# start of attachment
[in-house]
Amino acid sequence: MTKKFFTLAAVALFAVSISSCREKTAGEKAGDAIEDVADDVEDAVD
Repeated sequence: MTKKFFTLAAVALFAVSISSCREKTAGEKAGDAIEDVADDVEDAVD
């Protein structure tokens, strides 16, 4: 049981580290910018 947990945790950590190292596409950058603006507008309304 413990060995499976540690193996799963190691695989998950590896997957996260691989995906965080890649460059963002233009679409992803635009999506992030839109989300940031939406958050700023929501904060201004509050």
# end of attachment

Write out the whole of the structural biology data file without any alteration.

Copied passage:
[in-house]
Amino acid sequence: MTKKFFTLAAVALFAVSISSCREKTAGEKAGDAIEDVADDVEDAVD
Repeated sequence: MTKKFFTLAAVALFAVSISSCREKTAGEKAGDAIEDVADDVEDAVD
């Protein structure tokens, strides 16, 4: 049981580290910018 947990945790950590190292596409950058603006507008309304 413990060995499976540690193996799963190691695989998950590896997957996260691989995906965080890649460059963002233009679409992803635009999506992030839109989300940031939406958050700023929501904060201004509050």